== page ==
3. Daily Adoration. Ah, how I have savored this luxury. Every morning the Eucharist is exposed for the hour prior to Mass. My heroic husband permanently volunteers to fill tiny tummies and brush tiny teeth so that I can slip next door into the church and fill myself with as much peace as I think I might need to survive the next fourteen hours of marriage, motherhood and ministry. There is truly no peace in the world so profound as that of being in the physical presence of the humble and silent Prince of Peace.

4. Fr. Michael's thematic preaching is next on my list. There are certain topics to which he turns his attention so regularly that one can almost predict if one of these areas are "due" to be discussed in a homily soon. Most of us do not find this redundant or tiresome - usually these are timely reminders that are completely befitting to the liturgical season or to genuine pastoral needs. Some of the subjects which Fr. Michael regularly spotlights include the importance of family prayer and of the Sacrament of Confession, also how to make time for daily prayer and Scripture, as well as please take a book out of the parish library - today. He often preaches about the need for priests and the need to turn off our TVs & computers. He gives practical instruction on meditation. Another major area upon which he sheds fantastic and frequent light - the importance of having an authentic personal relationship with Jesus Christ - (plus how to go about pursuing that most worthy goal)

5. Lastly (although there is much more), the parish has a really impressive range of ministries and ways to plug in. There are ministries tailored to every age group and interest one could imagine. I've tried to list them in age order, just to give a sense of how there is something for everyone. I'm sure I'm missing a few.
Mothers of Newborns
Playgroup for Toddlers & Mums
Children's Liturgy (ages 3 & up)
Tahu Youth Group (ages 12-14)
Lighthouse Youth Group (ages 15-18)
Girls Group/Boys Group (ages 15-18)
Frassati Young Adults
Prayer Group (a weekly charismatic gathering for adults of singing, teaching & prayer)
Mother's Prayer Circle (lifting up children & grandchildren)
St Vincent de Paul
Catholic Women's League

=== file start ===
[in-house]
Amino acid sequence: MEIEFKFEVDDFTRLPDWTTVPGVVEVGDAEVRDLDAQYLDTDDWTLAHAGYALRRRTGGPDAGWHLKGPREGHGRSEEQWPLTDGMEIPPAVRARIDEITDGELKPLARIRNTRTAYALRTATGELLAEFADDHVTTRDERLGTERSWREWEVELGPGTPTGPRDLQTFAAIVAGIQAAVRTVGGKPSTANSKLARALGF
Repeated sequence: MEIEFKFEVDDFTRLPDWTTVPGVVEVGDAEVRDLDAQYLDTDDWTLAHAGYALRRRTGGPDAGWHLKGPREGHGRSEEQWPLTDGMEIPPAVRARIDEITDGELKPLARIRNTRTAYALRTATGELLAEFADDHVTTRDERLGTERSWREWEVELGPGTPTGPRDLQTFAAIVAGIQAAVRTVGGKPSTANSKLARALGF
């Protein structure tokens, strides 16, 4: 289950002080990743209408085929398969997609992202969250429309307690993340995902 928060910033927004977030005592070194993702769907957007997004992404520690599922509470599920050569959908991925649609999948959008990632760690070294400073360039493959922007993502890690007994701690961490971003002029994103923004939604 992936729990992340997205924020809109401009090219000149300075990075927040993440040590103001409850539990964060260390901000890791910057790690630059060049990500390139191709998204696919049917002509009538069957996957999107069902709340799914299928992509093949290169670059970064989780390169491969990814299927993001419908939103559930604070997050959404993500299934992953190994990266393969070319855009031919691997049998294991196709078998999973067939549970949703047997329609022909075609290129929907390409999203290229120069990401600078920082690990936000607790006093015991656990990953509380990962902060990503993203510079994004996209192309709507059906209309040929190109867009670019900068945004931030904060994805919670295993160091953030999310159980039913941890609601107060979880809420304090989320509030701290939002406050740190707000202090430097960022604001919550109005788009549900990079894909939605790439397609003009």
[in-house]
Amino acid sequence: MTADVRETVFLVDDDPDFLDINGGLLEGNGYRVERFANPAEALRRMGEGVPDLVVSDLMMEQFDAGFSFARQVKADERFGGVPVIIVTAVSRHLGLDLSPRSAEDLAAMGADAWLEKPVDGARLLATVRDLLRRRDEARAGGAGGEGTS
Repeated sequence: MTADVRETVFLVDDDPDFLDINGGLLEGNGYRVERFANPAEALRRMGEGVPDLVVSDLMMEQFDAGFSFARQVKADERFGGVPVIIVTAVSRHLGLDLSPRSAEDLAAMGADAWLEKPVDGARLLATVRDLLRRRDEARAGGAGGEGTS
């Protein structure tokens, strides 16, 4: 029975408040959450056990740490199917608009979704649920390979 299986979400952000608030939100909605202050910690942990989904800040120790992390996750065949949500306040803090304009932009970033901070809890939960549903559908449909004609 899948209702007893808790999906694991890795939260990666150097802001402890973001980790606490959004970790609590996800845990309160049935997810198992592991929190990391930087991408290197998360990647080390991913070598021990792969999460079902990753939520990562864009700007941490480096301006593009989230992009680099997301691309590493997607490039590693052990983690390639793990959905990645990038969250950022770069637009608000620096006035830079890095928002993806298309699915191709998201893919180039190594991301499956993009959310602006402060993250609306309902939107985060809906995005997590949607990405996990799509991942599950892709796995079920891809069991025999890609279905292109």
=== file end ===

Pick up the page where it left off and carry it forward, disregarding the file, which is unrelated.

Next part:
Alpha (10 week nondenominational crash course in basic Christianity)
Alpha Marriage (8 week marriage building course)
Monthly Pro-Life Prayer Vigil
Praise & Worship Band
plus regular speakers, parish missions, day trips for seniors & special events

Joseph's happy to be part of such a rich parish!

but trying to keep up with all that activity gets frazzling! 

Tuesday, January 10, 2012

humbling the tongue

Joseph bites, Bernadette cries incessantly and Maria talks back. I think we're doing ok by Fang and Puddles, but I confess that I'm stumped by Maria's mouth. I read in one parenting book that the "proper" response is to say calmly, "That is backtalk and it is not allowed." While I was turning that simple tactic over in my head, I tried to figure out what was provoking Maria to talk back so frequently. It didn't take long to nail it: brilliance. It's her oversized intellect. Our instructions and decisions don't always make sense to her lively mind. With not a shred of humility to soften her, she just thinks that she knows better (and, as Richard wryly points out, she is often right....truly.) I further realized that I'm not bothered by her desire to see the order, reason and goodness behind authority. To the contrary. And if she lacks the maturity or the tools to express herself properly, well, isn't it my job to correct that?

So I've attempted to phrase a question that she can use without giving offense. I wanted words that a nearly-five year old could grasp - and a depth that would last for life. Finally I settled on "Will you help me understand why?" My hope is that the spirit of this question may spare her from being sent to her room, disliked, expelled, fired, divorced and/or excommunicated. Of course, as I also wish to spare her from being struck by a car, burned or impaled, I still have to figure out how to set boundaries for when immediate compliance is required with absolutely no questions asked. As we are still hard at work establishing in her mind that the time to comply is the first time a parent gives directions, maybe the simplest solution is found along the lines of shoot first, ask questions later.

Perhaps this business of "wanting to let her ask why" is "soft parenting" but there's so much of Maria in me at thirty-three that sometimes I can't help but empathize with the drama of being four and a half. When I was twenty and formulating my intellectual backtalk against God the Father (and the maternal Church), I think I felt all the same things Maria feels when her will and opinions are thwarted by her earthly parents. I simply thought I knew better. I was blessed to stumble upon professors who gave me the benefit of the doubt enough to presume that perhaps what I really was asking was, "Will you help me understand why?"  And they did. Because they helped me to understand the goodness and wisdom and order behind divine & church authority, I grew to such absolute trust in these that I can now submit peacefully even when I don't fully "see".